As a dancer, things you may not think twice about may surprise your non-dancing peers. Things like cracking your hips when you stand up, cracking your back, your feet, your neck: to many dancers this is a complete norm but to others this sounds painful and unnatural. There has been much debate as to whether cracking your joints is good or bad for you, but for onlookers it is definitely a bad thing!
Dancers like to practice and stretch at any opportunity while not in the dance studio. You might lie in frog while you’re reading, or watch television whilst sat in the box splits. Brushing your teeth? There’s the perfect opportunity to practice your tendus and relevés! The odd looks you get are part of the process – the obscure positions you take up, however, are completely natural for you. Equally, practising variations around the kitchen as your dinner is cooking may be annoying for those you share with, but essential to your work.
Whilst it is not anatomically healthy to walk in turn out due to the use and strength of the leg muscles, it is still something dancers may do subconsciously if they aren’t actively engaging the legs in order to walk in parallel. Often dancers must consciously walk in parallel rather than leg their legs turn out naturally from years of training, and this also goes for standing in any of the five ballet positions. Standing in fourth of course feels completely natural!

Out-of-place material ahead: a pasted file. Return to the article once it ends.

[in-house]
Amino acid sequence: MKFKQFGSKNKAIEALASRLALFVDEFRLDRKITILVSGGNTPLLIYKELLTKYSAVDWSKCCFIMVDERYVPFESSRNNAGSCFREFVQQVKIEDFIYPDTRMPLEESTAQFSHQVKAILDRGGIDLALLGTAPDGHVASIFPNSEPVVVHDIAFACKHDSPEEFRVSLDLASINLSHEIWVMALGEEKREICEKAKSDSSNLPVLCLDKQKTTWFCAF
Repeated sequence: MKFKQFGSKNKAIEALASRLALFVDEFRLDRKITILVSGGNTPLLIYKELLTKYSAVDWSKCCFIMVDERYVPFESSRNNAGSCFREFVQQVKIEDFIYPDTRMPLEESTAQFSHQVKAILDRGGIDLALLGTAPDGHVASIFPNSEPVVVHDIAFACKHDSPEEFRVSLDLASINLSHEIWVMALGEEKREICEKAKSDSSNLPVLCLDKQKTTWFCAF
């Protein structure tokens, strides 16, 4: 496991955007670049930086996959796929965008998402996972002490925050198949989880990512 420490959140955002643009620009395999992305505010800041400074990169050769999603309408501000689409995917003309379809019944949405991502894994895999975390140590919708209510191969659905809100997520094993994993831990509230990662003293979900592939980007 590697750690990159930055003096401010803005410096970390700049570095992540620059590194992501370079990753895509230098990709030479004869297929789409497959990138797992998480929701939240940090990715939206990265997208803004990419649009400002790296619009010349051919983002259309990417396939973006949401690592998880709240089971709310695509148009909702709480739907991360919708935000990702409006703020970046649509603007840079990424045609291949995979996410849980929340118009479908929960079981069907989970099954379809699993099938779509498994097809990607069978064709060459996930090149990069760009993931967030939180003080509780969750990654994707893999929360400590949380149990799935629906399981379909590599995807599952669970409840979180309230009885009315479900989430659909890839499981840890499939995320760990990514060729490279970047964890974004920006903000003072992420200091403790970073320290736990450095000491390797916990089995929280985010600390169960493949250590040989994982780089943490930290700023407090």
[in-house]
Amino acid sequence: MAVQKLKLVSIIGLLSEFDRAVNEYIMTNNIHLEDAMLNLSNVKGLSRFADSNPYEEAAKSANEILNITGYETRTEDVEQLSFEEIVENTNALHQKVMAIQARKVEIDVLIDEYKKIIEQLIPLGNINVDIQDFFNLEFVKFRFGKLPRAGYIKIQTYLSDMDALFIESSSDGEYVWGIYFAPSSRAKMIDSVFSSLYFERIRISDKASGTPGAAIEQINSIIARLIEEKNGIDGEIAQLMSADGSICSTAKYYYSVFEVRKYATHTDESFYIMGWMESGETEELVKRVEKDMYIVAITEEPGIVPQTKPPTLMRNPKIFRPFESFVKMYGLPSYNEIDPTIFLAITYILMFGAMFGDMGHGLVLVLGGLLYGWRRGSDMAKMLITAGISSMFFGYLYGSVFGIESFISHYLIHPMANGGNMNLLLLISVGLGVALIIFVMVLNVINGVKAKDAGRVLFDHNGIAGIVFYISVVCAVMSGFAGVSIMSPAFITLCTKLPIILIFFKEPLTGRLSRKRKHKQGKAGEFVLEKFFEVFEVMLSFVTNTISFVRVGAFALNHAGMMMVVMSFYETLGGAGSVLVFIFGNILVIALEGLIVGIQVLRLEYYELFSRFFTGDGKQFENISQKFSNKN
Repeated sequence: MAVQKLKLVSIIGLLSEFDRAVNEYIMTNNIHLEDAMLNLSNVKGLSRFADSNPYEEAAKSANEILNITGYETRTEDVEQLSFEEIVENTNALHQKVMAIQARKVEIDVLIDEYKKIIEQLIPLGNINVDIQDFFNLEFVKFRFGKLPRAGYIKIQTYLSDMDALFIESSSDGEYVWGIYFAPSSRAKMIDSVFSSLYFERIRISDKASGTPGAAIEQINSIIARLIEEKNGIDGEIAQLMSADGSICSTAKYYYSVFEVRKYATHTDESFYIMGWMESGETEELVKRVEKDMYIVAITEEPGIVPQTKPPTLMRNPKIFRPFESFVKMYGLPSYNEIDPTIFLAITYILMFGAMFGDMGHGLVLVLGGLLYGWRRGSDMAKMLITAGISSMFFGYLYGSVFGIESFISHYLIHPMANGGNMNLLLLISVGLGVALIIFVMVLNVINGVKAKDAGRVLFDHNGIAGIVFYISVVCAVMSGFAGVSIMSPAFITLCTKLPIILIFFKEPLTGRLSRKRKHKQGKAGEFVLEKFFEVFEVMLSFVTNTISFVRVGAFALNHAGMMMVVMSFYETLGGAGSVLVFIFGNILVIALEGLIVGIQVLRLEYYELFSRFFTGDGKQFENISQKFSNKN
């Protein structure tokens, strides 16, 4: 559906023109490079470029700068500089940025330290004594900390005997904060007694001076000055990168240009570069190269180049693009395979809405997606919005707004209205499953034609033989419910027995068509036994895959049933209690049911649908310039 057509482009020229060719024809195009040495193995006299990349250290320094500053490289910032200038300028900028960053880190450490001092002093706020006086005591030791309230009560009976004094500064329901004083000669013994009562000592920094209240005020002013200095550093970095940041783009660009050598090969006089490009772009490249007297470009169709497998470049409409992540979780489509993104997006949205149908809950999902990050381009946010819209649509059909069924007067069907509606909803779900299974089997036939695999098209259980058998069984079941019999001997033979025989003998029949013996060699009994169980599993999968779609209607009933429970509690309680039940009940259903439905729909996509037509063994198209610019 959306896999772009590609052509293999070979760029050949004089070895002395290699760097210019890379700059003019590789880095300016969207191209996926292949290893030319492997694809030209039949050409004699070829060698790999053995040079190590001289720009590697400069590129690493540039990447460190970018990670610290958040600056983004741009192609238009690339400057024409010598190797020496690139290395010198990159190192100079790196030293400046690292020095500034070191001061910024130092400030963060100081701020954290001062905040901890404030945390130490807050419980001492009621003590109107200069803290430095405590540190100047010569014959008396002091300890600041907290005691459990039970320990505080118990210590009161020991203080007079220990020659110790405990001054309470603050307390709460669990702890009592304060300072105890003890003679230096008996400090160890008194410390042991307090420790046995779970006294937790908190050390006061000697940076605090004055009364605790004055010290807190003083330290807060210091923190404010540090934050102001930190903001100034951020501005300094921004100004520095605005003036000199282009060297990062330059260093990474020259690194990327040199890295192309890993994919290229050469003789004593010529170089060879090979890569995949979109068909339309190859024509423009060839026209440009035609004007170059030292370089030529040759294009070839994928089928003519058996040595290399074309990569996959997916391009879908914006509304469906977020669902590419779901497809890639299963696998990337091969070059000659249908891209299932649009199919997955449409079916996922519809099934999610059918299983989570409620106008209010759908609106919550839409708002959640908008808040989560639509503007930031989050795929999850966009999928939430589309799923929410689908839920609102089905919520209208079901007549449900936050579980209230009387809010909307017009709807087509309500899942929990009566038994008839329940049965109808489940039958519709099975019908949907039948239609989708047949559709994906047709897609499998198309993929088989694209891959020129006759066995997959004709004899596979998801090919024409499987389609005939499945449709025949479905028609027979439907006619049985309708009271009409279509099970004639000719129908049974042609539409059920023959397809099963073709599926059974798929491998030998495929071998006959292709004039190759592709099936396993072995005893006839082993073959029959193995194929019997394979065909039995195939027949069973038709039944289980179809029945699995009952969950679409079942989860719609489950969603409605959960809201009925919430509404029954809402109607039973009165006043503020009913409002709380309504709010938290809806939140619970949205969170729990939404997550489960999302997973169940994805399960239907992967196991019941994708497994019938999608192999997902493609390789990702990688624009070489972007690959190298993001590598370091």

Marking choreography, especially with your hands, is also something dancers do without thinking. If you aren’t practising time steps under the dinner table you’re using your hands to practise a new routine. Aspiring professional dancers who live and breathe dance may even go several steps further than this, and to you it is of utmost importance.
First of all, and most importantly, dance makes us happy! We get to do something we love every week, wear beautiful and sparkling costumes, improve our dance technique and performance, have fun, make friends and keep fit! Exercising through dance releases hormones called endorphins which make us feel positive, spreading to other areas of our lives too.
As well as increasing endorphin levels, dance keeps us healthy and active, and is far more enjoyable than going to the gym! Dancewear and gym-wear are quite similar, but there are so many designs of leotards, dance sneakers and other dance clothes, we are simply spoilt for choice. Dance also lowers stress levels by stimulating our brains in other ways, and takes your mind of other worries that are nagging away – dancing is fun, free and exciting!
Aside from learning about technique, different dance styles and new skills, dance also educates us about our posture and how we look to the outside eye. This has benefits that run far wider than for just dance alone, making us look younger, feel healthier and increase our longevity as humans who have learnt about the correct way to hold ourselves. Dance also increases strength and flexibility by improving joints, muscles and general stamina, as well as toning the body up.
By dancing, we are creating opportunities to meet new people as well as creating time for ourselves. There are no distractions meaning you can concentrate properly on learning the steps, polishing the routine or simply working on your technique. Meeting new people and making friends also means that dance becomes enjoyable on another level, socialising with others who share your passion.
Above all, dancing and taking part in dance classes mean we learn more about dance and engage in our favourite hobby – what’s not to love?!